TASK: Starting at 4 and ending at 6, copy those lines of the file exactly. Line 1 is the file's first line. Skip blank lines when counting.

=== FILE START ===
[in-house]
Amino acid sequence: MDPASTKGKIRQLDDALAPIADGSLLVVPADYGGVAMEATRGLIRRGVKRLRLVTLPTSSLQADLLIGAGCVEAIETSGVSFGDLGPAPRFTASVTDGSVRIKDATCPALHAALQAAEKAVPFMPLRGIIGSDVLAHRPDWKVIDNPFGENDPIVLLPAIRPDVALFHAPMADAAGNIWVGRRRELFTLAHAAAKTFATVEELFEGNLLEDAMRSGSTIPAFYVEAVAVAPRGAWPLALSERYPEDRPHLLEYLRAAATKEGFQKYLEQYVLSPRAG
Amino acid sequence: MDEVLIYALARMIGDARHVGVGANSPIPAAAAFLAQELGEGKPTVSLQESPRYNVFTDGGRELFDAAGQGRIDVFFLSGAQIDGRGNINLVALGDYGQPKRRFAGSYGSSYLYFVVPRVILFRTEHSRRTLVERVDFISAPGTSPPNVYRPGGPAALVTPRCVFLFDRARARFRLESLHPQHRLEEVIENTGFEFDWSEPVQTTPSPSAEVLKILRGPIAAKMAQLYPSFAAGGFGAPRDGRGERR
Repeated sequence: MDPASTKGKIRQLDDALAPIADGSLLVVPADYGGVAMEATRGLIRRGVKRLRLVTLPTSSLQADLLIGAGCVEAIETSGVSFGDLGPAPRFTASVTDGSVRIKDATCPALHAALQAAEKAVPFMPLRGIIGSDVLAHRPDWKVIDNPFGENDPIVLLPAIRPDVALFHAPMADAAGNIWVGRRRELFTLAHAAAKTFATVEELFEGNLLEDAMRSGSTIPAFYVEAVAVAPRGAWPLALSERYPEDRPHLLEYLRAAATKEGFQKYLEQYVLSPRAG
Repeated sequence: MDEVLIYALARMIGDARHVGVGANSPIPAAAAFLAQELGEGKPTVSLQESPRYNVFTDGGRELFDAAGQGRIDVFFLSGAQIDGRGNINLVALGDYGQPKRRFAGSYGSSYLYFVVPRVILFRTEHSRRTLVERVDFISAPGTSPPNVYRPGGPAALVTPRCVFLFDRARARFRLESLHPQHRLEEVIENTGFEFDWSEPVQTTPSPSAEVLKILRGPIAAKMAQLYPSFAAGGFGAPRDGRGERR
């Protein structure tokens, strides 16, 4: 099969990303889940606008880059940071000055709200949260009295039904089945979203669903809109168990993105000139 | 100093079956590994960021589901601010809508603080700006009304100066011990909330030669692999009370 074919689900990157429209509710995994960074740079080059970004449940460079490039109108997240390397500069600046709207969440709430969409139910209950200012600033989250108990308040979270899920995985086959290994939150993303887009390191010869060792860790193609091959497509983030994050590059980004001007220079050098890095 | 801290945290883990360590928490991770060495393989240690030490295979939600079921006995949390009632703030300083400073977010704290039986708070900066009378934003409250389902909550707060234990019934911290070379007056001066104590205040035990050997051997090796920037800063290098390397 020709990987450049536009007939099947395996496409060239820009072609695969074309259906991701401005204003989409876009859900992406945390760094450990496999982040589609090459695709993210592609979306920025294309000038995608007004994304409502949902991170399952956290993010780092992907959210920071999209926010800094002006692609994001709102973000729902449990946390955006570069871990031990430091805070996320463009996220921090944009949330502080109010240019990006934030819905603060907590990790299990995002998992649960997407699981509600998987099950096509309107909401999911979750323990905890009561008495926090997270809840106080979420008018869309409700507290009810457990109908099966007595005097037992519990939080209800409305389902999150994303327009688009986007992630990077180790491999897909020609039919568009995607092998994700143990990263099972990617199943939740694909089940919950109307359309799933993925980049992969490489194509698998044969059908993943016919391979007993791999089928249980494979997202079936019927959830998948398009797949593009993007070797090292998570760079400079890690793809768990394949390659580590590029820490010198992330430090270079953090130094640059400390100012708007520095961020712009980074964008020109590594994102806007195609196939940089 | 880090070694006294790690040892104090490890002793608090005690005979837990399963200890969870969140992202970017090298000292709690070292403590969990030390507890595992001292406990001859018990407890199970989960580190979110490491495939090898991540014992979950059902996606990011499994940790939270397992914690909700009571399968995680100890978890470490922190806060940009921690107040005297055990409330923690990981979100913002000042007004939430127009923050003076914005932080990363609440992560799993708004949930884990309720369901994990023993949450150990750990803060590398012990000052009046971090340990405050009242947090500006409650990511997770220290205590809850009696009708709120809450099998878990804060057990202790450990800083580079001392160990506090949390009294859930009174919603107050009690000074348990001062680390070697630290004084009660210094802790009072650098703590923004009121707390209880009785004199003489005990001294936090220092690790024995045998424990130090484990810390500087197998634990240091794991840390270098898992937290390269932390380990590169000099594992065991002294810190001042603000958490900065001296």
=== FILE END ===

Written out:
Repeated sequence: MDPASTKGKIRQLDDALAPIADGSLLVVPADYGGVAMEATRGLIRRGVKRLRLVTLPTSSLQADLLIGAGCVEAIETSGVSFGDLGPAPRFTASVTDGSVRIKDATCPALHAALQAAEKAVPFMPLRGIIGSDVLAHRPDWKVIDNPFGENDPIVLLPAIRPDVALFHAPMADAAGNIWVGRRRELFTLAHAAAKTFATVEELFEGNLLEDAMRSGSTIPAFYVEAVAVAPRGAWPLALSERYPEDRPHLLEYLRAAATKEGFQKYLEQYVLSPRAG
Repeated sequence: MDEVLIYALARMIGDARHVGVGANSPIPAAAAFLAQELGEGKPTVSLQESPRYNVFTDGGRELFDAAGQGRIDVFFLSGAQIDGRGNINLVALGDYGQPKRRFAGSYGSSYLYFVVPRVILFRTEHSRRTLVERVDFISAPGTSPPNVYRPGGPAALVTPRCVFLFDRARARFRLESLHPQHRLEEVIENTGFEFDWSEPVQTTPSPSAEVLKILRGPIAAKMAQLYPSFAAGGFGAPRDGRGERR
């Protein structure tokens, strides 16, 4: 099969990303889940606008880059940071000055709200949260009295039904089945979203669903809109168990993105000139 | 100093079956590994960021589901601010809508603080700006009304100066011990909330030669692999009370 074919689900990157429209509710995994960074740079080059970004449940460079490039109108997240390397500069600046709207969440709430969409139910209950200012600033989250108990308040979270899920995985086959290994939150993303887009390191010869060792860790193609091959497509983030994050590059980004001007220079050098890095 | 801290945290883990360590928490991770060495393989240690030490295979939600079921006995949390009632703030300083400073977010704290039986708070900066009378934003409250389902909550707060234990019934911290070379007056001066104590205040035990050997051997090796920037800063290098390397 020709990987450049536009007939099947395996496409060239820009072609695969074309259906991701401005204003989409876009859900992406945390760094450990496999982040589609090459695709993210592609979306920025294309000038995608007004994304409502949902991170399952956290993010780092992907959210920071999209926010800094002006692609994001709102973000729902449990946390955006570069871990031990430091805070996320463009996220921090944009949330502080109010240019990006934030819905603060907590990790299990995002998992649960997407699981509600998987099950096509309107909401999911979750323990905890009561008495926090997270809840106080979420008018869309409700507290009810457990109908099966007595005097037992519990939080209800409305389902999150994303327009688009986007992630990077180790491999897909020609039919568009995607092998994700143990990263099972990617199943939740694909089940919950109307359309799933993925980049992969490489194509698998044969059908993943016919391979007993791999089928249980494979997202079936019927959830998948398009797949593009993007070797090292998570760079400079890690793809768990394949390659580590590029820490010198992330430090270079953090130094640059400390100012708007520095961020712009980074964008020109590594994102806007195609196939940089 | 880090070694006294790690040892104090490890002793608090005690005979837990399963200890969870969140992202970017090298000292709690070292403590969990030390507890595992001292406990001859018990407890199970989960580190979110490491495939090898991540014992979950059902996606990011499994940790939270397992914690909700009571399968995680100890978890470490922190806060940009921690107040005297055990409330923690990981979100913002000042007004939430127009923050003076914005932080990363609440992560799993708004949930884990309720369901994990023993949450150990750990803060590398012990000052009046971090340990405050009242947090500006409650990511997770220290205590809850009696009708709120809450099998878990804060057990202790450990800083580079001392160990506090949390009294859930009174919603107050009690000074348990001062680390070697630290004084009660210094802790009072650098703590923004009121707390209880009785004199003489005990001294936090220092690790024995045998424990130090484990810390500087197998634990240091794991840390270098898992937290390269932390380990590169000099594992065991002294810190001042603000958490900065001296």